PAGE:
God’s love is boundless among United Methodists

Rev. Karen Jones (far right) helping African refugees at First United Methodist Church in Center, Texas. Photo courtesy of Shannon Martin, Texas Annual Conference.
Rev. Karen Jones (far right) helping African refugees at First United Methodist Church in Center, Texas. Photo courtesy of Shannon Martin, Texas Annual Conference.

The United Methodist Church is filled with people who are examples of how God's love knows no bounds. Read about what that looks like in three local U.S. congregations.

Anita Mayfield from Centennial United Methodist Church in Roseville, Minnesolta, the Rev. Karen Jones of First United Methodist Church in Center, Texas, and Suzanne Craft Sharpe of Pinetops United Methodist Church in Pinetops, North Carolina, are #amazingUMCheroes.

A Welcoming Soul

Anita Mayfield of Centennial United Methodist Church in Roseville, Minnesota, is an #amazingUMChero who doesn’t think twice about creating fundraisers and personally helping people in need. When a new immigrant family joined her church, Mayfield reached out to assist them in making a smoother transition to America. She helped them find jobs, locate a home and furniture, and provided transportation. She also helped them bring other family members to the United States. 

Mayfield’s heart for immigrants also expands to the larger community as she teaches sewing, secures bus passes, provides meals, and established a scholarship program to help immigrant students learn important skills.

When extra missions funds were needed, Mayfield came up with the idea to have a pot luck, organizing and executing the event in only two weeks’ time with the help of her fellow United Methodist Women members. The “good will” donations brought in approximately $1,200 for the church’s Missions Committee, United Methodist Women, and Church and Society Committee.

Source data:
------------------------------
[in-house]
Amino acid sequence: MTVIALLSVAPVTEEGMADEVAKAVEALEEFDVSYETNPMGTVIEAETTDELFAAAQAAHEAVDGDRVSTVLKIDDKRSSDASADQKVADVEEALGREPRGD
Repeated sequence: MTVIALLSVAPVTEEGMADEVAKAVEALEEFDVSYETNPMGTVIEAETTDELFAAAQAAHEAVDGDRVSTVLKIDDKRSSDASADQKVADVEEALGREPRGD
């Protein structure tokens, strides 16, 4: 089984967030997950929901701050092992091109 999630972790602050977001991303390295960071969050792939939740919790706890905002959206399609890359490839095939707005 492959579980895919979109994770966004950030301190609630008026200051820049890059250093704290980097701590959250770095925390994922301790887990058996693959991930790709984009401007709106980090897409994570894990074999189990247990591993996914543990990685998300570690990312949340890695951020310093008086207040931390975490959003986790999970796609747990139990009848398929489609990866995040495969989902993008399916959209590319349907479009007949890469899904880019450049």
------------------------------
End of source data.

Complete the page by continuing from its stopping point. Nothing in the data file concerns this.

“Anita takes on things that most people would be overwhelmed by,” says Heidi Simons, the co-chair of the Church and Society Committee at Centennial United Methodist Church. “She is completely selfless and gives and gives and never expects any accolades for her work… These are just a few of the things that this amazing servant does.”

A Domestic Outreach

The Rev. Karen Jones of First United Methodist Church in Center, Texas, is an #amazingUMChero who has a passion for biblical justice for the oppressed and actively works with African refugees in her community.  Affectionately referred to as a “home appliance operational guide,” Jones uses her previous Home Economics teaching experience to impart domestic skills, including how to use washers, dryers, stoves, and air conditioning units.

“They don’t teach you this stuff in seminary,” Jones says with a laugh.

She has led her congregation in locating affordable housing options for African refugee families, assists with completing citizenship paperwork, and seeks to provide them with culturally relevant worship services.

These refugees “are the bravest people in the world to leave everything they know, to go where they don't speak the language. They are my heroes,” Jones shares. Read her full story on the Texas Annual Conference website.

A Hunger to Help

Suzanne Craft Sharpe of Pinetops United Methodist Church in Pinetops, North Carolina, has a heart for children, using her positions as an elementary school teacher and teachers’ coach as a missionary outpost. “I could sense her teaching career was not simply an occupation, but a vocation. Love exudes from everything she does.” shares Jesse Baker, pastor of Pinetops United Methodist Church.

According to the USDA, North Carolina ranks as a state exhibiting a higher than average child food insecurity problem; with one in four kids experiencing hunger on a regular basis.  The American Psychological Association shares that this not only effects the health and development of young children, but also their behavior. Food insecurity often leads to aggression, anxiety, depression, and attention deficit disorder that impacts their school performance.

Thankfully, youth in the Pinetops community are experiencing positive changes due to the efforts of this mission-minded educator who is heeding her Methodist calling to be committed to ending world hunger and poverty. This #amazingUMChero coordinates the church’s Book Bag Buddies (BBB) program that provides meals to school children to ensure that they have food to eat over the weekends. She also organizes efforts to bless these same kids at Christmastime. 

Baker adds that “Mrs. Sharpe has proven herself a leader in the community, in our church, and serves as an example of Christ’s love to all.” 

Read about more #AmazingUMCHeroes.

Media contact at United Methodist Communications is Brenda Smotherman at 615-742-5488.